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Owing to the scope and pace of change, society has become increasingly knowledge-based so that higher learning and research now act as essential components of cultural, socio-economic and environmentally sustainable development of individuals, communities and nations. In this environment, it is essential that higher learning and knowledge creation involve effective partnerships among academic and non-academic learning institutions and communities to create and apply learning and knowledge with stakeholders that are managing and creating sustainable development initiatives. Growing concern regarding the importance of the contribution that higher education institutions make to society has aroused increasing debate about their relevance and credibility amid escalating social problems. An underlying premise of community engagement is the understanding that not all knowledge and expertise resides in the academy, and that both expertise and great learning opportunities in teaching and scholarship also reside in non-academic settings.

This conference will explore how LIS educators and researchers can develop curricula, programs, and research activities that enable active partnerships with communities and civil society to manage and create change. How can LIS programs increase opportunities for experiential, service oriented, and community engaged student learning? How can we develop further collaboration between LIS programs and their larger communities (local, regional/ state, national, global) for the mutually beneficial exchange of knowledge and resources in a context of partnership and reciprocity?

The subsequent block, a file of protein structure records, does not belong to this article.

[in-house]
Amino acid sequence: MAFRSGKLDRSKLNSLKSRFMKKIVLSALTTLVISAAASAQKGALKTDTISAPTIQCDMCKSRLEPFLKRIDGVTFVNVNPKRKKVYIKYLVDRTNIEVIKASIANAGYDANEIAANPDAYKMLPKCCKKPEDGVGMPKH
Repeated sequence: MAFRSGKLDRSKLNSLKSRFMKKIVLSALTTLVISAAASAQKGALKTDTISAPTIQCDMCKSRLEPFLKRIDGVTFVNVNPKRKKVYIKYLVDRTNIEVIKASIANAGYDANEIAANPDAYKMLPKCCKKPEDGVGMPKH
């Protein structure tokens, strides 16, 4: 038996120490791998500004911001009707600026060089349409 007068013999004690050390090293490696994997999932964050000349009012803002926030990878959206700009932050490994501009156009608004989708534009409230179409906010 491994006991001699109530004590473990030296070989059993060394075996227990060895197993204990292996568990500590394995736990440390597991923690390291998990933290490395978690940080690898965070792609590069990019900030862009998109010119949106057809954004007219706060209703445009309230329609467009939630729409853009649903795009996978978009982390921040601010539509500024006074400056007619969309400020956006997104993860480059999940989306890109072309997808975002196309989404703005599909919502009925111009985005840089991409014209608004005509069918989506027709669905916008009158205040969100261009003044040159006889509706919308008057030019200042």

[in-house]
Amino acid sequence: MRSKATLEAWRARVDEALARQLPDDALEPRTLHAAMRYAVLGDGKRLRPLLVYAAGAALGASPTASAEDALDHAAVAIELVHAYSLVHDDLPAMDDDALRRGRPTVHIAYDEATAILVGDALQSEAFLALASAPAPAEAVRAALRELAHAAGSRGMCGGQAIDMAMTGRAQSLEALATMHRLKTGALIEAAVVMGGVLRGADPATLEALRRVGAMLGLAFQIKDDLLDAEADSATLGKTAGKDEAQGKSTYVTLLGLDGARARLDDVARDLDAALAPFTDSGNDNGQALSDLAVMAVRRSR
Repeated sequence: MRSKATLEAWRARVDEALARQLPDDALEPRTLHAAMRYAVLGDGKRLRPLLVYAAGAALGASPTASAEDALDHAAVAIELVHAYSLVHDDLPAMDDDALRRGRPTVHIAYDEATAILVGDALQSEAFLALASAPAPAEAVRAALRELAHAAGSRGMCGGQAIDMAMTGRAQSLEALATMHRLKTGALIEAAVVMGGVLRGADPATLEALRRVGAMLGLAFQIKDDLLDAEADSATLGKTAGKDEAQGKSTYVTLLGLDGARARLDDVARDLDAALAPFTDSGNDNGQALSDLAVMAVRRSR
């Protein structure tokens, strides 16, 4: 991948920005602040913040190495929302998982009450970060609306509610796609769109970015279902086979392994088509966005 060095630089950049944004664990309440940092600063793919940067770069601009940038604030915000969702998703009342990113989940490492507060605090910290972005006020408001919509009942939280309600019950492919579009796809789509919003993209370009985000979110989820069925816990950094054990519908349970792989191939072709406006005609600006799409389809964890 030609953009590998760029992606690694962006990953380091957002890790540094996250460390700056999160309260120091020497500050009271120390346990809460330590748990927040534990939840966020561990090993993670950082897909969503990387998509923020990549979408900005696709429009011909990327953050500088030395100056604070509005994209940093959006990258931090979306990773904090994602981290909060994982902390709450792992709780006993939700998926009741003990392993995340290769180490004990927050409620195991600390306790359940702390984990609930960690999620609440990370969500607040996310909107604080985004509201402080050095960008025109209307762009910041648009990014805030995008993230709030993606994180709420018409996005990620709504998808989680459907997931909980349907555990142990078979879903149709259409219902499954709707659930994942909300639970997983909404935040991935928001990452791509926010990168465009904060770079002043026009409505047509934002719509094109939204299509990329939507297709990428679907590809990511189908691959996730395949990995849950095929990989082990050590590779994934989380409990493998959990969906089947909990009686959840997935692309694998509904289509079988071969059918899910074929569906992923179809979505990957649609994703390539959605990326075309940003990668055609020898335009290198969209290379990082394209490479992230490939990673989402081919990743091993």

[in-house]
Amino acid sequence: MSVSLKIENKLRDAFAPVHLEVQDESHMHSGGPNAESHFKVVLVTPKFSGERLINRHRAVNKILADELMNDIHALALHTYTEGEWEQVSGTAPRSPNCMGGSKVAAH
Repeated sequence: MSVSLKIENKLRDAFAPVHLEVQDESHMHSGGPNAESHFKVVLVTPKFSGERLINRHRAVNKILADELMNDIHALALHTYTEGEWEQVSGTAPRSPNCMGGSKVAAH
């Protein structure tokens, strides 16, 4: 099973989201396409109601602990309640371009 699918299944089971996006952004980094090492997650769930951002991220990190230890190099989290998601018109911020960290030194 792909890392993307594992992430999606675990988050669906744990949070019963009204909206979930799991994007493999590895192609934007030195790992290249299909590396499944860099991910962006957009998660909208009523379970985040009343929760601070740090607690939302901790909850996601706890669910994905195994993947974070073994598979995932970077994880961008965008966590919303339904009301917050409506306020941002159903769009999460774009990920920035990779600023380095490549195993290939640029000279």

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Thursday, January 19 • 2:00pm - 3:30pm
Session 6.2 C Juried Paper: How Do you Teach a Maker Librarian?: Makerspaces in Schools of Library Science

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A maker space is defined as a location where students and patrons can participate in active learning. They can create, play, questions, problem solve, and build (Preddy, 2013). Empirical research on makerspaces in libraries to date is ever-growing but still limited. The topic of makerspaces is still more commonly discussed in popular writing venues like magazines, trade publication, and blogs. Research on training, professional development, and coursework in makerspaces is higher in scarcity. While maker learning spaces continue to increase in libraries finding training opportunities problematic, project ideas difficult to locate, and peers with makerspaces hard to pinpoint.

Speakers
avatar for Heather Moorefield-Lang

Heather Moorefield-Lang

Assistant Professor, University of South Carolina
Heather is an assistant professor for the School of Library and Information Science at The University of South Carolina. She is the former chair of the AASL Best Websites for Teaching and Learning Committee. The focus of her research is in technology in libraries and schools with a current emphasis on maker spaces in libraries and education. To learn more about her work, follow her on Twitter @actinginthelib or visit her website... Read More →


Thursday January 19, 2017 2:00pm - 3:30pm
Atlanta 1

Attendees (12)